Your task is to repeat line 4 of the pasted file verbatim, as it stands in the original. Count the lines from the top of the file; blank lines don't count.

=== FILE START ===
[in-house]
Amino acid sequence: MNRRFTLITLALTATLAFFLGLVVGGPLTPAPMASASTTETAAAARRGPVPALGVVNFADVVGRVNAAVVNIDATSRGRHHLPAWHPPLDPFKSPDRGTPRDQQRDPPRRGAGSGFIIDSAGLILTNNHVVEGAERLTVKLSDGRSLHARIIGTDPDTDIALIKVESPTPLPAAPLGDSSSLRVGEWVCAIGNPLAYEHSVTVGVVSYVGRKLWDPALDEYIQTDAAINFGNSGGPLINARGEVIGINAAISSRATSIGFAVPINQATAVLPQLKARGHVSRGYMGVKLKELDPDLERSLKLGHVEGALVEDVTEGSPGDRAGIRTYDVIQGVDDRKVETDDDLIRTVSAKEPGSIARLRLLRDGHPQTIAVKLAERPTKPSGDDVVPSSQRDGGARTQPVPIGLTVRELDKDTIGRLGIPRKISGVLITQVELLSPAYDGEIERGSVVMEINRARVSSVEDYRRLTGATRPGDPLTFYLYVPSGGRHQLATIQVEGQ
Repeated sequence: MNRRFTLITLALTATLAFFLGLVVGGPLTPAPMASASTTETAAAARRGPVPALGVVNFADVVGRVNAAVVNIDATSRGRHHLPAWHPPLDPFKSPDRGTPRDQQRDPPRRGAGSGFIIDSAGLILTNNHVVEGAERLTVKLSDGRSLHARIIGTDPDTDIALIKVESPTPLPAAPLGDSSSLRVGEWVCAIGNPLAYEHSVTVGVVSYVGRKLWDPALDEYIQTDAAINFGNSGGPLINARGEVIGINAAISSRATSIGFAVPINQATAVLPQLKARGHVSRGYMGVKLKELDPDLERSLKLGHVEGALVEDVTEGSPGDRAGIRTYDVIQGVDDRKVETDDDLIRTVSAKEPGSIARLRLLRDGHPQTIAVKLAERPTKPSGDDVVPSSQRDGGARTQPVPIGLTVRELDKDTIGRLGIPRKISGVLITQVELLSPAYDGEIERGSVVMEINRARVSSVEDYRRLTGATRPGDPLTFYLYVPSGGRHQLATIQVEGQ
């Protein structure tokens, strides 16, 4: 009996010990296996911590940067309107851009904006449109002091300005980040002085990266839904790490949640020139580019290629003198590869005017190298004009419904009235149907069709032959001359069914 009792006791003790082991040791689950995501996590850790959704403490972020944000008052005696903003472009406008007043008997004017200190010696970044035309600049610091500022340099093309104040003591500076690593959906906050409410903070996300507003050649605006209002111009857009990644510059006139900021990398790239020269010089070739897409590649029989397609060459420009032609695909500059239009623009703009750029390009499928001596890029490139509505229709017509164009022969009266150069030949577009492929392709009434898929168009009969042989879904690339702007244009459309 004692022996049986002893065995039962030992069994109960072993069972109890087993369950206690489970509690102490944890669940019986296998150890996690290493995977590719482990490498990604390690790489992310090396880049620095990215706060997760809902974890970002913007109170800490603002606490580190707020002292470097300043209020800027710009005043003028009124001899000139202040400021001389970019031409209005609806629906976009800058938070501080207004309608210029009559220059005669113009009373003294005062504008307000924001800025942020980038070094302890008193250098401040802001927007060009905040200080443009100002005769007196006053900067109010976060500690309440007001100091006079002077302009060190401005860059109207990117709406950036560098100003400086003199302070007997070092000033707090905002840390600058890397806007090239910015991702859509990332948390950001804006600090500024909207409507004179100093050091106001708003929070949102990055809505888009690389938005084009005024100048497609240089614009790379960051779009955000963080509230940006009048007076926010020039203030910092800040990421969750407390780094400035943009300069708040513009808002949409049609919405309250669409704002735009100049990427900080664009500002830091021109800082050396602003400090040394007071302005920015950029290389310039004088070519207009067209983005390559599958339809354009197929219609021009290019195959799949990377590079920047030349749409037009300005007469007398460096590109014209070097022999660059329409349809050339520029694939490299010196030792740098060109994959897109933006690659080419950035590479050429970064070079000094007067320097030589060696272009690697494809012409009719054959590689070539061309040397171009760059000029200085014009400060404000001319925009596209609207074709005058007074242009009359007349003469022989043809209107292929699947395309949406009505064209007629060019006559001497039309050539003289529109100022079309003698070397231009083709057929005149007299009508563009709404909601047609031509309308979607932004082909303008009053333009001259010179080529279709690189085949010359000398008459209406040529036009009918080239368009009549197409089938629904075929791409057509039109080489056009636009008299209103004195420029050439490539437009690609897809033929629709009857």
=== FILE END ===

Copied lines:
């Protein structure tokens, strides 16, 4: 009996010990296996911590940067309107851009904006449109002091300005980040002085990266839904790490949640020139580019290629003198590869005017190298004009419904009235149907069709032959001359069914 009792006791003790082991040791689950995501996590850790959704403490972020944000008052005696903003472009406008007043008997004017200190010696970044035309600049610091500022340099093309104040003591500076690593959906906050409410903070996300507003050649605006209002111009857009990644510059006139900021990398790239020269010089070739897409590649029989397609060459420009032609695909500059239009623009703009750029390009499928001596890029490139509505229709017509164009022969009266150069030949577009492929392709009434898929168009009969042989879904690339702007244009459309 004692022996049986002893065995039962030992069994109960072993069972109890087993369950206690489970509690102490944890669940019986296998150890996690290493995977590719482990490498990604390690790489992310090396880049620095990215706060997760809902974890970002913007109170800490603002606490580190707020002292470097300043209020800027710009005043003028009124001899000139202040400021001389970019031409209005609806629906976009800058938070501080207004309608210029009559220059005669113009009373003294005062504008307000924001800025942020980038070094302890008193250098401040802001927007060009905040200080443009100002005769007196006053900067109010976060500690309440007001100091006079002077302009060190401005860059109207990117709406950036560098100003400086003199302070007997070092000033707090905002840390600058890397806007090239910015991702859509990332948390950001804006600090500024909207409507004179100093050091106001708003929070949102990055809505888009690389938005084009005024100048497609240089614009790379960051779009955000963080509230940006009048007076926010020039203030910092800040990421969750407390780094400035943009300069708040513009808002949409049609919405309250669409704002735009100049990427900080664009500002830091021109800082050396602003400090040394007071302005920015950029290389310039004088070519207009067209983005390559599958339809354009197929219609021009290019195959799949990377590079920047030349749409037009300005007469007398460096590109014209070097022999660059329409349809050339520029694939490299010196030792740098060109994959897109933006690659080419950035590479050429970064070079000094007067320097030589060696272009690697494809012409009719054959590689070539061309040397171009760059000029200085014009400060404000001319925009596209609207074709005058007074242009009359007349003469022989043809209107292929699947395309949406009505064209007629060019006559001497039309050539003289529109100022079309003698070397231009083709057929005149007299009508563009709404909601047609031509309308979607932004082909303008009053333009001259010179080529279709690189085949010359000398008459209406040529036009009918080239368009009549197409089938629904075929791409057509039109080489056009636009008299209103004195420029050439490539437009690609897809033929629709009857």